Approximately how much will the treatment for tuberculosis cost for someone without health insurance?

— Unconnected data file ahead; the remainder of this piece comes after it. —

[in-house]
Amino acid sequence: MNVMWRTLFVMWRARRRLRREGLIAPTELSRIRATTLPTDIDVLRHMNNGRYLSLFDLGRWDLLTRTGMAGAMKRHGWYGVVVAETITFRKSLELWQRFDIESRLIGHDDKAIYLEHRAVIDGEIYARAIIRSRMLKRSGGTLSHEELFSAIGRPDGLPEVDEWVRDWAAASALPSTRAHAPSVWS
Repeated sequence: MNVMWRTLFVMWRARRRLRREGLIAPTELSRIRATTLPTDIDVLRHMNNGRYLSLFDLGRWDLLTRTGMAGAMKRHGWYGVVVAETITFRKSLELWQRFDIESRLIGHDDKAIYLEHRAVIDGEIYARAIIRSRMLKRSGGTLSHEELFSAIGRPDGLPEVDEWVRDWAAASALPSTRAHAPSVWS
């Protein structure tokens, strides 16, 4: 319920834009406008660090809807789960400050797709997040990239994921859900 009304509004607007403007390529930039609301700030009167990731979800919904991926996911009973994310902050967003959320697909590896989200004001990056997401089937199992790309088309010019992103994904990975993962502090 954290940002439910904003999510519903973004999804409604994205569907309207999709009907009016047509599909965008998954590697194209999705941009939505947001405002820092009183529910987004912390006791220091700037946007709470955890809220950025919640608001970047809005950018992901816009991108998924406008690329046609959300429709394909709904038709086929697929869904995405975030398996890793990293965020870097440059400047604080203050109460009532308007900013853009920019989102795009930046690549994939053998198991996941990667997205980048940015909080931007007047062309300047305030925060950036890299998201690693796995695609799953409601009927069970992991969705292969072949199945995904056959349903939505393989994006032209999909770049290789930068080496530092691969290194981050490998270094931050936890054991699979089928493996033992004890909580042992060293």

The costs will vary by country, the severity of the TB, and therapy options.However, maybe these articles might help?Haven't been able to find anything in general for the USASearched using health statistics sources at Health Statistics - Health Resources for All Edited by Janice FlahiffPlease let me know if I may help out further.Willing to search again, beyond resources in above link.----------------------------------Int J Tuberc Lung Dis. 2023 May;17(5):590-6. doi: 10.5588/ijtld.12.0776.Cost-effectiveness of novel first-line treatment regimens for tuberculosis.Owens JP, Fofana MO, Dowdy DW.Author informationAbstractOBJECTIVE:To evaluate the cost-effectiveness of novel first-line treatment regimens for tuberculosis (TB).DESIGN:Using decision analysis, we projected the costs and effectiveness, from the health care perspective, of treating a patient cohort in the public sector for active TB without known or suspected resistance to first-line drugs. We compared standard (6-month) treatment to hypothetical regimens of equal efficacy, higher cost and shorter duration.RESULTS:For every 100 TB patients treated, replacing standard treatment with shorter-course regimens would avert an estimated 2-4 failures/relapses, .2-0.4 deaths and 8-14 disability-adjusted life years (DALYs), or 6-11% of all DALYs suffered. We identified three primary determinants of cost-effectiveness: drug price, continuation phase treatment delivery costs and deaths averted through fewer relapses. In a high treatment cost scenario (similar to Brazil), averted delivery costs outweighed higher drug costs, making novel regimens cost-saving. In a low treatment cost scenario (similar to the Philippines), a 4-month regimen with a drug price of $1/day cost $66 per patient, or $840 per DALY averted, and became cost-saving if the drug price dropped below $0.37/day.CONCLUSION:Although they avert a small proportion of total DALYs, novel, shorter-course first-line regimens for TB are likely to be cost-effective or cost-saving in most settings.---PLoS One. 2013;8(1):e54587. doi: 10.1371/journal.pone.0054587. Epub 2023 Jan 18.What is the cost of diagnosis and management of drug resistant tuberculosis in South Africa?Pooran A, Pieterson E, Davids M, Theron G, Dheda K.Author informationAbstractBACKGROUND:Drug-resistant tuberculosis (DR-TB) is undermining TB control in South Africa. However, there are hardly any data about the cost of treating DR-TB in high burden settings despite such information being quintessential for the rational planning and allocation of resources by policy-makers, and to inform future cost-effectiveness analyses.METHODOLOGY:We analysed the comparative 2023 United States dollar ($) cost of diagnosis and treatment of drug sensitive TB (DS-TB), MDR-TB and XDR-TB, based on National South African TB guidelines, from the perspective of the National TB Program using published clinical outcome data.PRINCIPAL FINDINGS:Assuming adherence to national DR-TB management guidelines, the per patient cost of XDR-TB was $26,392, four times greater than MDR-TB ($6772), and 103 times greater than drug-sensitive TB ($257). Despite DR-TB comprising only 2.2% of the case burden, it consumed ~32% of the total estimated 2023 national TB budget of US $218 million. 45% and 25% of the DR-TB costs were attributed to anti-TB drugs and hospitalization, respectively. XDR-TB consumed 28% of the total DR-TB diagnosis and treatment costs. Laboratory testing and anti-TB drugs comprised the majority (71%) of MDR-TB costs while hospitalization and anti-TB drug costs comprised the majority (92%) of XDR-TB costs. A decentralized XDR-TB treatment programme could potentially reduce costs by $6930 (26%) per case and reduce the total amount spent on DR-TB by ~7%.CONCLUSION/SIGNIFICANCE:Although DR-TB forms a very small proportion of the total case burden it consumes a disproportionate and substantial amount of South Africa's total annual TB budget. These data inform rational resource allocation and selection of management strategies for DR-TB in high burden settings.---BMC Public Health. 2023 Nov 14;12:980. doi: 10.1186/1471-2458-12-980.Tuberculosis and poverty: the contribution of patient costs in sub-Saharan Africa--a systematic review.Barter DM, Agboola SO, Murray MB, Bärnighausen T.Author informationAbstractBACKGROUND:Tuberculosis (TB) is known to disproportionately affect the most economically disadvantaged strata of society. Many studies have assessed the association between poverty and TB, but only a few have assessed the direct financial burden TB treatment and care can place on households. Patient costs can be particularly burdensome for TB-affected households in sub-Saharan Africa where poverty levels are high; these costs include the direct costs of medical and non-medical expenditures and the indirect costs of time utilizing healthcare or lost wages. In order to comprehensively assess the existing evidence on the costs that TB patients incur, we undertook a systematic review of the literature.METHODS:PubMed, EMBASE, Science Citation Index, Social Science Citation Index, EconLit, Dissertation Abstracts, CINAHL, and Sociological Abstracts databases were searched, and 5,114 articles were identified. Articles were included in the final review if they contained a quantitative measure of direct or indirect patient costs for treatment or care for pulmonary TB in sub-Saharan Africa and were published from January 1, 1994 to Dec 31, 2023. Cost data were extracted from each study and converted to 2023 international dollars (I$).RESULTS:Thirty articles met all of the inclusion criteria. Twenty-one studies reported both direct and indirect costs; eight studies reported only direct costs; and one study reported only indirect costs. Depending on type of costs, costs varied from less than I$1 to almost I$600 or from a small fraction of mean monthly income for average annual income earners to over 10 times average annual income for income earners in the income-poorest 20% of the population. Out of the eleven types of TB patient costs identified in this review, the costs for hospitalization, medication, transportation, and care in the private sector were largest.CONCLUSION:TB patients and households in sub-Saharan Africa often incurred high costs when utilizing TB treatment and care, both within and outside of Directly Observed Therapy Short-course (DOTS) programs. For many households, TB treatment and care-related costs were considered to be catastrophic because the patient costs incurred commonly amounted to 10% or more of per capita incomes in the countries where the primary studies included in this review were conducted. Our results suggest that policies to decrease direct and indirect TB patient costs are urgently needed to prevent poverty due to TB treatment and care for those affected by the disease.---BMC Public Health. 2023 May 26;11:393. doi: 10.1186/1471-2458-11-393.Patient medical costs for tuberculosis treatment and impact on adherence in China: a systematic review.Long Q, Smith H, Zhang T, Tang S, Garner P.Author informationAbstractBACKGROUND:Charging for tuberculosis (TB) treatment could reduce completion rates, particularly in the poor. We identified and synthesised studies that measure costs of TB treatment, estimates of adherence and the potential impact of charging on treatment completion in China.METHODS:Inclusion criteria were primary research studies, including surveys and studies using qualitative methods, conducted in mainland China. We searched MEDLINE, PUBMED, EMBASE, Science Direct, HEED, CNKI to June 2023. and web pages of relevant Chinese and international organisations. Cost estimates were extracted, transformed, and expressed in absolute values and as a percentage of household income.RESULTS:Low income patients, defined at household or district level, pay a total of US$ 149 to 724 (RMB 1241 to 5228) for medical costs for a treatment course; as a percentage of annual household income, estimates range from 42% to 119%. One national survey showed 73% of TBpatients at the time of the survey had interrupted or suspended treatment, and estimates from 9 smaller more recent studies showed that the proportion of patients at the time of the survey who had run out of drugs or were not taking them ranged from 3 to 25%. Synthesis of surveys and qualitative research indicate that cost is the most cited reason for default.CONCLUSIONS:Despite a policy of free drug treatment for TB in China, health services charge all income groups, and costs are high. Adherence measured in cross sectional surveys is often low, and the cumulative failure to adhere is likely to be much higher. These findings may be relevant to those concerned with the development and spread of multi-drug resistant TB. New strategies need to take this into account and ensure patientadherence.